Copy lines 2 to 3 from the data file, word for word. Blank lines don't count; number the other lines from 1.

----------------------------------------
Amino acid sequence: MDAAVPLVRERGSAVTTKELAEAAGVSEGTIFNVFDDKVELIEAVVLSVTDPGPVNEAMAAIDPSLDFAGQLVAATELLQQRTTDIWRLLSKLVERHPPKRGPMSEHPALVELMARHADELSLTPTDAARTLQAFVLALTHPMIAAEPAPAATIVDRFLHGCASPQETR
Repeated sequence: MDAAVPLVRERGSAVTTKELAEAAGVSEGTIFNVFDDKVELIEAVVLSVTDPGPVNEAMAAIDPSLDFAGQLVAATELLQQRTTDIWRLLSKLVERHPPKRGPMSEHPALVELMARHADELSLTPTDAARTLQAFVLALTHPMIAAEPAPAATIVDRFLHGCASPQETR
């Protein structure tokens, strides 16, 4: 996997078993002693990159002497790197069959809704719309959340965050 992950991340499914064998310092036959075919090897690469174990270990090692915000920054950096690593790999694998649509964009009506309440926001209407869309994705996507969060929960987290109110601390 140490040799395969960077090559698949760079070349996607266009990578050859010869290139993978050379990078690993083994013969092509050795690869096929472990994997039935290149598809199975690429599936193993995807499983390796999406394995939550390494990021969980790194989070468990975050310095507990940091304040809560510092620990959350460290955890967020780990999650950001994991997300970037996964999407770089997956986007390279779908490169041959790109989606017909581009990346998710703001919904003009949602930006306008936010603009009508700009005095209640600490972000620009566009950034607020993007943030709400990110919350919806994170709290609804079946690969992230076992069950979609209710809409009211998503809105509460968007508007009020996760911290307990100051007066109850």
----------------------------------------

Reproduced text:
Repeated sequence: MDAAVPLVRERGSAVTTKELAEAAGVSEGTIFNVFDDKVELIEAVVLSVTDPGPVNEAMAAIDPSLDFAGQLVAATELLQQRTTDIWRLLSKLVERHPPKRGPMSEHPALVELMARHADELSLTPTDAARTLQAFVLALTHPMIAAEPAPAATIVDRFLHGCASPQETR
């Protein structure tokens, strides 16, 4: 996997078993002693990159002497790197069959809704719309959340965050 992950991340499914064998310092036959075919090897690469174990270990090692915000920054950096690593790999694998649509964009009506309440926001209407869309994705996507969060929960987290109110601390 140490040799395969960077090559698949760079070349996607266009990578050859010869290139993978050379990078690993083994013969092509050795690869096929472990994997039935290149598809199975690429599936193993995807499983390796999406394995939550390494990021969980790194989070468990975050310095507990940091304040809560510092620990959350460290955890967020780990999650950001994991997300970037996964999407770089997956986007390279779908490169041959790109989606017909581009990346998710703001919904003009949602930006306008936010603009009508700009005095209640600490972000620009566009950034607020993007943030709400990110919350919806994170709290609804079946690969992230076992069950979609209710809409009211998503809105509460968007508007009020996760911290307990100051007066109850």